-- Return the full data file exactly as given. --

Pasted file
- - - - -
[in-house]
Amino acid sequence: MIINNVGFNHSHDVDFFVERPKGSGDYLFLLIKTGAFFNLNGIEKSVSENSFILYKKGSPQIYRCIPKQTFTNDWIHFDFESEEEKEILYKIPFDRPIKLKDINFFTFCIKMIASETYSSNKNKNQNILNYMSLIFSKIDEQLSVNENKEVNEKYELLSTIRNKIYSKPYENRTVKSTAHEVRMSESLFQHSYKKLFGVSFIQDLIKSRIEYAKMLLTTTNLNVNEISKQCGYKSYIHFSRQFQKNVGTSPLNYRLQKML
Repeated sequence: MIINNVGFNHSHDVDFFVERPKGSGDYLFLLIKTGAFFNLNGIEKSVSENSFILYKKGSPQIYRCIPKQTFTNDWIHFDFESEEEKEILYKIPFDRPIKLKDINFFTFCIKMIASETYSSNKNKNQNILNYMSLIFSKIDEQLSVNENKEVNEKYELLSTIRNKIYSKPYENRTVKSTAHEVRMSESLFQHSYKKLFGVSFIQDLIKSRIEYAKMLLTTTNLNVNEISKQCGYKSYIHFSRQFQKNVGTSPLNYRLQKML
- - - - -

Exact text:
[in-house]
Amino acid sequence: MIINNVGFNHSHDVDFFVERPKGSGDYLFLLIKTGAFFNLNGIEKSVSENSFILYKKGSPQIYRCIPKQTFTNDWIHFDFESEEEKEILYKIPFDRPIKLKDINFFTFCIKMIASETYSSNKNKNQNILNYMSLIFSKIDEQLSVNENKEVNEKYELLSTIRNKIYSKPYENRTVKSTAHEVRMSESLFQHSYKKLFGVSFIQDLIKSRIEYAKMLLTTTNLNVNEISKQCGYKSYIHFSRQFQKNVGTSPLNYRLQKML
Repeated sequence: MIINNVGFNHSHDVDFFVERPKGSGDYLFLLIKTGAFFNLNGIEKSVSENSFILYKKGSPQIYRCIPKQTFTNDWIHFDFESEEEKEILYKIPFDRPIKLKDINFFTFCIKMIASETYSSNKNKNQNILNYMSLIFSKIDEQLSVNENKEVNEKYELLSTIRNKIYSKPYENRTVKSTAHEVRMSESLFQHSYKKLFGVSFIQDLIKSRIEYAKMLLTTTNLNVNEISKQCGYKSYIHFSRQFQKNVGTSPLNYRLQKML